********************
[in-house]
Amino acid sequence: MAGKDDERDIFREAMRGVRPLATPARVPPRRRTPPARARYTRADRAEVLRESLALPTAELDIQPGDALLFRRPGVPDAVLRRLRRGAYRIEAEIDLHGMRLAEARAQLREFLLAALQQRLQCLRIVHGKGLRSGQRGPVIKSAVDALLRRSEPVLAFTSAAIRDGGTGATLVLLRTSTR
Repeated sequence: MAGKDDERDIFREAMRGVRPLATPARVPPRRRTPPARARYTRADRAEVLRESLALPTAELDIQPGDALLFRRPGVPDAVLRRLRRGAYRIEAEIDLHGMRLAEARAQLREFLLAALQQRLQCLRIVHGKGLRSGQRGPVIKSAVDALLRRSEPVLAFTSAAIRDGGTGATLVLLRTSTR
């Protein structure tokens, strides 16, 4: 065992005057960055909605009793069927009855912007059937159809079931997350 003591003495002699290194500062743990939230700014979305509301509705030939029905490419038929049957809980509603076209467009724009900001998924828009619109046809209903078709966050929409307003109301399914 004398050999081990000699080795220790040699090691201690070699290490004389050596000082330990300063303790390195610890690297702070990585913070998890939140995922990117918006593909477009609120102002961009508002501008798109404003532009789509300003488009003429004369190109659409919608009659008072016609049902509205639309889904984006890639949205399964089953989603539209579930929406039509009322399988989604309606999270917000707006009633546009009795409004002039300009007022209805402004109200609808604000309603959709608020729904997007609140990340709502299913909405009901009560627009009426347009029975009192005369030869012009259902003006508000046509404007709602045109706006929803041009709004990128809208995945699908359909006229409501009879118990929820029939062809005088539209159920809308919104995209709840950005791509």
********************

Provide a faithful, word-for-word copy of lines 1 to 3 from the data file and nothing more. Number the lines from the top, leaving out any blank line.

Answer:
[in-house]
Amino acid sequence: MAGKDDERDIFREAMRGVRPLATPARVPPRRRTPPARARYTRADRAEVLRESLALPTAELDIQPGDALLFRRPGVPDAVLRRLRRGAYRIEAEIDLHGMRLAEARAQLREFLLAALQQRLQCLRIVHGKGLRSGQRGPVIKSAVDALLRRSEPVLAFTSAAIRDGGTGATLVLLRTSTR
Repeated sequence: MAGKDDERDIFREAMRGVRPLATPARVPPRRRTPPARARYTRADRAEVLRESLALPTAELDIQPGDALLFRRPGVPDAVLRRLRRGAYRIEAEIDLHGMRLAEARAQLREFLLAALQQRLQCLRIVHGKGLRSGQRGPVIKSAVDALLRRSEPVLAFTSAAIRDGGTGATLVLLRTSTR